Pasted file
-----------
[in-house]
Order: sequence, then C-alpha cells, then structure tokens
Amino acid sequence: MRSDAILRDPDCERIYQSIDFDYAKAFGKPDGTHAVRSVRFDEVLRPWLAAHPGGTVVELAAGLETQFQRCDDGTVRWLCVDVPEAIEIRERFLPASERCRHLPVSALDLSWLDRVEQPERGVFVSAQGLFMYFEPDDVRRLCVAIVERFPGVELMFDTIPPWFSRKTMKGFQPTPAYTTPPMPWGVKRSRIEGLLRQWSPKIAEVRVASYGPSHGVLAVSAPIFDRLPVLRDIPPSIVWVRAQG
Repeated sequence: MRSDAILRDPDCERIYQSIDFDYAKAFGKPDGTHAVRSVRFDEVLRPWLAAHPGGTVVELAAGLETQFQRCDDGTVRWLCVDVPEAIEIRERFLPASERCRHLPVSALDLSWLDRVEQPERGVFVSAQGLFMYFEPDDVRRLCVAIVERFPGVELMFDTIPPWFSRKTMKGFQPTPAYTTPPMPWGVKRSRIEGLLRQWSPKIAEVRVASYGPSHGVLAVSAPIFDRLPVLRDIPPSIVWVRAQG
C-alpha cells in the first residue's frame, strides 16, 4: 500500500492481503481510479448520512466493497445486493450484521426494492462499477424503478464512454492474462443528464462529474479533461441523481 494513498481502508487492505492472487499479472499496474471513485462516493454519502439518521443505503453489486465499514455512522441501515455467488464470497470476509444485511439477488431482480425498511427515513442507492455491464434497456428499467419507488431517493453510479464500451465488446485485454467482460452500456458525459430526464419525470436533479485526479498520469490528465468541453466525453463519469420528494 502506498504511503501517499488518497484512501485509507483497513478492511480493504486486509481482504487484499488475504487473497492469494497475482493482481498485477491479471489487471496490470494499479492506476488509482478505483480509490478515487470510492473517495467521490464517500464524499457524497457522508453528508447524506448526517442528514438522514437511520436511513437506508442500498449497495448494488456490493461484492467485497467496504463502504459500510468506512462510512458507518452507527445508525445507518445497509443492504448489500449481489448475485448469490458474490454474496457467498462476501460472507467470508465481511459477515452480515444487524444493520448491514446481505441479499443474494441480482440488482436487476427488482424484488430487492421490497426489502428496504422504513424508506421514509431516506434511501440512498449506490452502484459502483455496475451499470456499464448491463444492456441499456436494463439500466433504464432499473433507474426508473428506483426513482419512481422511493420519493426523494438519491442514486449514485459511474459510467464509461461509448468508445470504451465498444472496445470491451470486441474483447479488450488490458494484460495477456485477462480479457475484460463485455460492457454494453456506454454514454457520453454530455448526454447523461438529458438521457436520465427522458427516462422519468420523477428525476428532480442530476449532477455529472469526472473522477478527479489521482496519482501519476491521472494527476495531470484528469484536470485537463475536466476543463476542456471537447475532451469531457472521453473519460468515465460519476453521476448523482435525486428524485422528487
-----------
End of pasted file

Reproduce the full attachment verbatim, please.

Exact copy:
[in-house]
Order: sequence, then C-alpha cells, then structure tokens
Amino acid sequence: MRSDAILRDPDCERIYQSIDFDYAKAFGKPDGTHAVRSVRFDEVLRPWLAAHPGGTVVELAAGLETQFQRCDDGTVRWLCVDVPEAIEIRERFLPASERCRHLPVSALDLSWLDRVEQPERGVFVSAQGLFMYFEPDDVRRLCVAIVERFPGVELMFDTIPPWFSRKTMKGFQPTPAYTTPPMPWGVKRSRIEGLLRQWSPKIAEVRVASYGPSHGVLAVSAPIFDRLPVLRDIPPSIVWVRAQG
Repeated sequence: MRSDAILRDPDCERIYQSIDFDYAKAFGKPDGTHAVRSVRFDEVLRPWLAAHPGGTVVELAAGLETQFQRCDDGTVRWLCVDVPEAIEIRERFLPASERCRHLPVSALDLSWLDRVEQPERGVFVSAQGLFMYFEPDDVRRLCVAIVERFPGVELMFDTIPPWFSRKTMKGFQPTPAYTTPPMPWGVKRSRIEGLLRQWSPKIAEVRVASYGPSHGVLAVSAPIFDRLPVLRDIPPSIVWVRAQG
C-alpha cells in the first residue's frame, strides 16, 4: 500500500492481503481510479448520512466493497445486493450484521426494492462499477424503478464512454492474462443528464462529474479533461441523481 494513498481502508487492505492472487499479472499496474471513485462516493454519502439518521443505503453489486465499514455512522441501515455467488464470497470476509444485511439477488431482480425498511427515513442507492455491464434497456428499467419507488431517493453510479464500451465488446485485454467482460452500456458525459430526464419525470436533479485526479498520469490528465468541453466525453463519469420528494 502506498504511503501517499488518497484512501485509507483497513478492511480493504486486509481482504487484499488475504487473497492469494497475482493482481498485477491479471489487471496490470494499479492506476488509482478505483480509490478515487470510492473517495467521490464517500464524499457524497457522508453528508447524506448526517442528514438522514437511520436511513437506508442500498449497495448494488456490493461484492467485497467496504463502504459500510468506512462510512458507518452507527445508525445507518445497509443492504448489500449481489448475485448469490458474490454474496457467498462476501460472507467470508465481511459477515452480515444487524444493520448491514446481505441479499443474494441480482440488482436487476427488482424484488430487492421490497426489502428496504422504513424508506421514509431516506434511501440512498449506490452502484459502483455496475451499470456499464448491463444492456441499456436494463439500466433504464432499473433507474426508473428506483426513482419512481422511493420519493426523494438519491442514486449514485459511474459510467464509461461509448468508445470504451465498444472496445470491451470486441474483447479488450488490458494484460495477456485477462480479457475484460463485455460492457454494453456506454454514454457520453454530455448526454447523461438529458438521457436520465427522458427516462422519468420523477428525476428532480442530476449532477455529472469526472473522477478527479489521482496519482501519476491521472494527476495531470484528469484536470485537463475536466476543463476542456471537447475532451469531457472521453473519460468515465460519476453521476448523482435525486428524485422528487